"Shocking wait times and organisation at A&E"

About: Royal Bolton Hospital

Please let me say first and foremost all of the staff are extremely helpful a. However what is going on at A&E? Wait times over 3 hours just to be seen, little organisation and structure meaning patients fall our over queue jumping. No prioritisation of patients apart from you're seriously ill of then there's the rest of you. Drunken yobs getting prioritisation over seriously ill people. People who are clearly not an accident or an emergency being treated rather than being told to go to their Drs. Only one Dr on duty which meant that before things were signed off we had to wait a long time, again tying up a much needed nurse. X-ray department has no structure for allocating people in order. No comfort messaging for patients to let them know how long they will be waiting or what position they are in the queue. The amount of time that the staff were stopped from treating people because people wanted to know when they would be seen would have saved hours on the day. What are the point of the receptionist too? Why don't you empower them to be able to give out information? Better still why don't you publish information about patients in a live environment so they can see for their selves and don't bother the staff. It took over 5 hours for a very elderly lady to be seen to and sent on her way after a very nasty fall whilst two drunken thugs who had been fighting between them got sorted pretty much straight away. I understand how they can be short staffed however just keep throwing staff at it is not the sole answer they need to get better organised.

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Response from Royal Bolton Hospital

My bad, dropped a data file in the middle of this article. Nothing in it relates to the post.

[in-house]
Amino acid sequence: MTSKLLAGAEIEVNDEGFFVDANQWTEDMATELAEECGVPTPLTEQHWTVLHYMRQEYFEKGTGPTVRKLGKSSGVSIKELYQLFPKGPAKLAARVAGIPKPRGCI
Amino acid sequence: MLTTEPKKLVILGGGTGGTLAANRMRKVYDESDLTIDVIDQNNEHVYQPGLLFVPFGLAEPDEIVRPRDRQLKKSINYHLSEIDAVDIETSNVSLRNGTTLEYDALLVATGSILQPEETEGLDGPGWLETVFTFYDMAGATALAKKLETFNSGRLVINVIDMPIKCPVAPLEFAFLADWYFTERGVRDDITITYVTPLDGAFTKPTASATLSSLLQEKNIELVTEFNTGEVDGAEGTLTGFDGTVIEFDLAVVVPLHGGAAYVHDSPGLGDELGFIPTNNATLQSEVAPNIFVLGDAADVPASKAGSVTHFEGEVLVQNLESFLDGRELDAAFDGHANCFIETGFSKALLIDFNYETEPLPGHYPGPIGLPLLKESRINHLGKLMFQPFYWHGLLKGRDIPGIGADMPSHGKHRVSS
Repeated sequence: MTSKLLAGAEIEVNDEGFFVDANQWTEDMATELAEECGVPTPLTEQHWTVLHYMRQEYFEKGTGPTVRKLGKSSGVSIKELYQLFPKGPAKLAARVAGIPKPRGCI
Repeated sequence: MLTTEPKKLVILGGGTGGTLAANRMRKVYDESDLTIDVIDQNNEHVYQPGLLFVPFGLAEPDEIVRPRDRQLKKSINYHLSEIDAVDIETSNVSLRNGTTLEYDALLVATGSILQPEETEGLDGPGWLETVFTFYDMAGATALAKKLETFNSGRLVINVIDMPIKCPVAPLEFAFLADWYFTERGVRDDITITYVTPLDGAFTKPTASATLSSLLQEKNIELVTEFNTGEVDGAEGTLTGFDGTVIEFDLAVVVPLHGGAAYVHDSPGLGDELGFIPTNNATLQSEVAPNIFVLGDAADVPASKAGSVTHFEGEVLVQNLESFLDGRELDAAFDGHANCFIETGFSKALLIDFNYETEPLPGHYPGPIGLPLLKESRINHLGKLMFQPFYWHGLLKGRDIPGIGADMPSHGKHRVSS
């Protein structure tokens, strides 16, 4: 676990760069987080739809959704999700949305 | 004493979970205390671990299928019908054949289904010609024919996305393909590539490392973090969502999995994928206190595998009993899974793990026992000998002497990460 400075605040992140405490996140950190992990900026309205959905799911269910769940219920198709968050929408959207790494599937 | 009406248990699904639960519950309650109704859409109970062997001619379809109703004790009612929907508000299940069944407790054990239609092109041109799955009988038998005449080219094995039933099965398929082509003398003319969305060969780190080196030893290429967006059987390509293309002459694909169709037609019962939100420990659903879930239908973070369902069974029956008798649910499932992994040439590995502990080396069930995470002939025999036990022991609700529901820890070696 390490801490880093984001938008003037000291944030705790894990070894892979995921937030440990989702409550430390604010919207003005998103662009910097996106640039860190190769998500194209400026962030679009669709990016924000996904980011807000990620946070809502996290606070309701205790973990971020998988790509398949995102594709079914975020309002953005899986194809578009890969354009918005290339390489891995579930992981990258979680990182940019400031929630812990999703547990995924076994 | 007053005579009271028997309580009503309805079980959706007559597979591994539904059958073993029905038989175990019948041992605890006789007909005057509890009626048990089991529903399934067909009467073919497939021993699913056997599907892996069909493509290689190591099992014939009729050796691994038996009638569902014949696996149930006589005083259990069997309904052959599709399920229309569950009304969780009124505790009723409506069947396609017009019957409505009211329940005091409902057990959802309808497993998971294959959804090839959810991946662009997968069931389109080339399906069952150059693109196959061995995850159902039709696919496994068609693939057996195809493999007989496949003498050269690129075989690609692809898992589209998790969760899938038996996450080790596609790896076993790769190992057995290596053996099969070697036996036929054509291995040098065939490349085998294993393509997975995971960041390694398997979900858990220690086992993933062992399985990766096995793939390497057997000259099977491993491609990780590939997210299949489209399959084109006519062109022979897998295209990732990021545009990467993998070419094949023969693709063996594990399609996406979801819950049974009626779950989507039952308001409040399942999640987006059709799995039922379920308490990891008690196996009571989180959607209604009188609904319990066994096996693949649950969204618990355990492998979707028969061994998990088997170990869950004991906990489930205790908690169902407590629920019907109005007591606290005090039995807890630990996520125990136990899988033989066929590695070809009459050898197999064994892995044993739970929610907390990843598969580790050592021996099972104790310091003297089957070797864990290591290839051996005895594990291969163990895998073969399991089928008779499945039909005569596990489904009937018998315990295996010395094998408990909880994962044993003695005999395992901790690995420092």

Thank you for your comments in relation to your observations concerning the A&E department. We are really pleased that you find the staff helpful but wanted to respond to some of your observations. Similar to other A&E departments, all patients who arrive in the department go through a prioritisation process which is designed to identify those who have urgent and emergency needs. These are then dealt with in priority order which may appear to other people waiting that someone has jumped the queue. We can assure you that the information given to the staff allows them to prioritise and also stream patients into different areas which are supervised by different teams of staff. There is no time in the 24 hour period when we only have one doctor in the department, although we do only have one doctor present in our primary care stream, which supplies the needs for people with minor illness. We have an electronic information display which explains the processes within the department. We appreciate that waiting times are important but unfortunately priorities can be constantly changing. I am unable to substantiate the waiting time of the lady you describe, but we constantly monitor our waiting times and we are proud to be among the top performers in England for out A&E access target, which means that we over 95% of our patients are discharged or transferred within 4 hours. However, A&E sees variations in attendance some days and this can have an effect on the waiting times. We are constantly striving to improve the patient experience in the A&E department and examining our processes to see how we can improve them. We are currently working on some projects to improve information and patient flow and will take into account some of the points you raise to assist in our planning.

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